Brief Fact Summary
Hanna (Plaintiff) brought suit in federal district court in Massachusetts and served Plumer (Defendant) according to federal rules instead of state rules, which the trial court held to be a violation of the Erie Doctrine.
Synopsis of Rule of Law
Where a question arises under a Federal Rule of Procedure, the rule should be applied unless it is shown that the Supreme Court and Congress erred in their prima facie judgment that the rule in question transgresses either the Rules Enabling Act or constitutional restrictions.
Hanna (Plaintiff), a resident of Ohio, sued the executor of a deceased Massachusetts resident in the federal district court in Massachusetts.Â According to Federal Rule of Civil Procedure 4(d)(1), Plumer (Defendant) was served by having copies of the complaint left at his house with â€œsomeone of suitable age and discretion residing therein.â€Â Under Massachusetts law, in-hand service of process was required.Â Defendant moved to dismiss the action on grounds that under the Erie Doctrine, the rules as to service were substantive, not procedural, and therefore state rules should have been followed.Â The district court dismissed, the court of appeals affirmed, and Plaintiff appealed.
Where a question arises under a Federal Rule of Procedure, should the Rule be applied?
(Warren, C.J.)Â Yes.Â Where a question arises under a Federal Rule of Procedure, the rule should be applied unless it is shown that the Supreme Court and Congress erred in their prima facie judgment that the rule in question transgresses either the Rules Enabling Act or constitutional restrictions.Â Under the Rules Enabling Act, the Supreme Court determines the rules of civil practice and procedure in federal courts.Â While these rules can only help affect litigants’ rights, they cannot affect substantive rights.Â In this case, application of state law would not have barred recovery, but only alter how the litigation would begin.Â That would not appear to affect a substantial right.Â Also, Erie has never been used to void a federal rule.Â Only where a federal rule has not been as broad as the losing party argued, has substantive state law been used to fill the gap.Â In making or formulating rules, the court must measure those rules against the Rules Enabling Act and the Constitution, but it is not required to blind itself completely to the degree where the rule makes the character and result of the federal litigation stray from the course it would follow in state courts.Â Reversed.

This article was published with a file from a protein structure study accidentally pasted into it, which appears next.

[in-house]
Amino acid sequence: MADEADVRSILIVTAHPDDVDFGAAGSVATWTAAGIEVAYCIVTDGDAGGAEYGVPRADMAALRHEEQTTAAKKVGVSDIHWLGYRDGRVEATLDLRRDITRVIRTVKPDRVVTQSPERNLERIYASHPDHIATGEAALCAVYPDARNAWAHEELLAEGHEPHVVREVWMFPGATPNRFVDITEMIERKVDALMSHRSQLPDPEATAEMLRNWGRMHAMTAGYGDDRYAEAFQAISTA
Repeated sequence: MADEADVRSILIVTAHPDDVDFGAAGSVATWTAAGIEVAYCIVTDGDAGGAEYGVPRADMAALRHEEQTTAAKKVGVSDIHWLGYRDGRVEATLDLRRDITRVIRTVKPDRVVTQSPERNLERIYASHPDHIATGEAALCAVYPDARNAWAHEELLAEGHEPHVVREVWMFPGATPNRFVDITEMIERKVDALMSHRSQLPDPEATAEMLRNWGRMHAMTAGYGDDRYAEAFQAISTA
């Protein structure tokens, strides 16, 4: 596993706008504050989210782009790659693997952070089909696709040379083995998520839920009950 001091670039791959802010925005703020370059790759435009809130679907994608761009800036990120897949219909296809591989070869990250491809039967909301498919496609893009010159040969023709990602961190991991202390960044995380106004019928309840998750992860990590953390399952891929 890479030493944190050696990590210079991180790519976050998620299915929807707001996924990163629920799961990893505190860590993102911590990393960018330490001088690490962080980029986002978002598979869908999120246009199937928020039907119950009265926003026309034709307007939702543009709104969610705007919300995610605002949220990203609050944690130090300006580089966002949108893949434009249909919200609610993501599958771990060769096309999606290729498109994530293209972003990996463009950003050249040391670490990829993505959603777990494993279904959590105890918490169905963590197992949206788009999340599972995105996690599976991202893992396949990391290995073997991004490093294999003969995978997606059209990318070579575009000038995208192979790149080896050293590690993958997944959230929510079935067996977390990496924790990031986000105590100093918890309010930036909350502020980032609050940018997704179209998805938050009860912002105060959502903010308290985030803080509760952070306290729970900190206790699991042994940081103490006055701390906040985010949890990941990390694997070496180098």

(Harlan, J.)Â To determine if a rule is substantive or procedural, the court should inquire if whether the choice would substantially affect those primary decisions respecting human conduct which our constitutional system leaves to state regulation.
In Sabich v. Wilson, 312 U.S. 1, 14 (1941), the Court said, â€œThe test must be whether a rule really regulates procedure the judicial process for enforcing rights and duties recognized by substantive law and for justly administering remedy and redress for disregard or infraction of them.â€Â This was criticized as ignoring the statutory requirement that the rules not infringe substantive rights.Â It is possible that the failure of Congress to strike the rules down during their â€œgrace periodâ€ gives them statutory validity.